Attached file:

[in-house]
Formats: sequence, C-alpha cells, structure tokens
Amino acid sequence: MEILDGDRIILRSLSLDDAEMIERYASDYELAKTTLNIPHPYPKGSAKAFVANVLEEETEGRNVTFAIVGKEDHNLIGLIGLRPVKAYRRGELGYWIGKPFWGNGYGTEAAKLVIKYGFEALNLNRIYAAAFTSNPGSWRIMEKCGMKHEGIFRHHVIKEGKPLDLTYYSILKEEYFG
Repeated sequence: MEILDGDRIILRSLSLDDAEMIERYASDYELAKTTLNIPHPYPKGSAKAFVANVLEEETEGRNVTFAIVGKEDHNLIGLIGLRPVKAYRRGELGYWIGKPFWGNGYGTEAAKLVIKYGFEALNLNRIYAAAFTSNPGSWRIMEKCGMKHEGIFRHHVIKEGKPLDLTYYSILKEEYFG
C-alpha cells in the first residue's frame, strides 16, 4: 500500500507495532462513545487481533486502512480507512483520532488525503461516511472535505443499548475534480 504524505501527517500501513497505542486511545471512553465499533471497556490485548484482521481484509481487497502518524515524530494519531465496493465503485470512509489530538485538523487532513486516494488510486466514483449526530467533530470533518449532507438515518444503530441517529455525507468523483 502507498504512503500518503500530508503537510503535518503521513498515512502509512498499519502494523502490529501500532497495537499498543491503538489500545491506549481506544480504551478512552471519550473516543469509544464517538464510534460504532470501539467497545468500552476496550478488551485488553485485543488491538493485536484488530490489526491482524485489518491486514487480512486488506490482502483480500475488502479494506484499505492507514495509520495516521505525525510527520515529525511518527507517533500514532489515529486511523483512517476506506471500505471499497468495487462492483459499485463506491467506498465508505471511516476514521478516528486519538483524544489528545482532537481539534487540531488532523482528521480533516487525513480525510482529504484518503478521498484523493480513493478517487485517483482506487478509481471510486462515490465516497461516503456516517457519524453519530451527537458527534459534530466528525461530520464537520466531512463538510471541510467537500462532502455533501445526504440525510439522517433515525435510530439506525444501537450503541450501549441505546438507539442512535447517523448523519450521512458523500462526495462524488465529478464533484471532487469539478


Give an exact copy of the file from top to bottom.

[in-house]
Formats: sequence, C-alpha cells, structure tokens
Amino acid sequence: MEILDGDRIILRSLSLDDAEMIERYASDYELAKTTLNIPHPYPKGSAKAFVANVLEEETEGRNVTFAIVGKEDHNLIGLIGLRPVKAYRRGELGYWIGKPFWGNGYGTEAAKLVIKYGFEALNLNRIYAAAFTSNPGSWRIMEKCGMKHEGIFRHHVIKEGKPLDLTYYSILKEEYFG
Repeated sequence: MEILDGDRIILRSLSLDDAEMIERYASDYELAKTTLNIPHPYPKGSAKAFVANVLEEETEGRNVTFAIVGKEDHNLIGLIGLRPVKAYRRGELGYWIGKPFWGNGYGTEAAKLVIKYGFEALNLNRIYAAAFTSNPGSWRIMEKCGMKHEGIFRHHVIKEGKPLDLTYYSILKEEYFG
C-alpha cells in the first residue's frame, strides 16, 4: 500500500507495532462513545487481533486502512480507512483520532488525503461516511472535505443499548475534480 504524505501527517500501513497505542486511545471512553465499533471497556490485548484482521481484509481487497502518524515524530494519531465496493465503485470512509489530538485538523487532513486516494488510486466514483449526530467533530470533518449532507438515518444503530441517529455525507468523483 502507498504512503500518503500530508503537510503535518503521513498515512502509512498499519502494523502490529501500532497495537499498543491503538489500545491506549481506544480504551478512552471519550473516543469509544464517538464510534460504532470501539467497545468500552476496550478488551485488553485485543488491538493485536484488530490489526491482524485489518491486514487480512486488506490482502483480500475488502479494506484499505492507514495509520495516521505525525510527520515529525511518527507517533500514532489515529486511523483512517476506506471500505471499497468495487462492483459499485463506491467506498465508505471511516476514521478516528486519538483524544489528545482532537481539534487540531488532523482528521480533516487525513480525510482529504484518503478521498484523493480513493478517487485517483482506487478509481471510486462515490465516497461516503456516517457519524453519530451527537458527534459534530466528525461530520464537520466531512463538510471541510467537500462532502455533501445526504440525510439522517433515525435510530439506525444501537450503541450501549441505546438507539442512535447517523448523519450521512458523500462526495462524488465529478464533484471532487469539478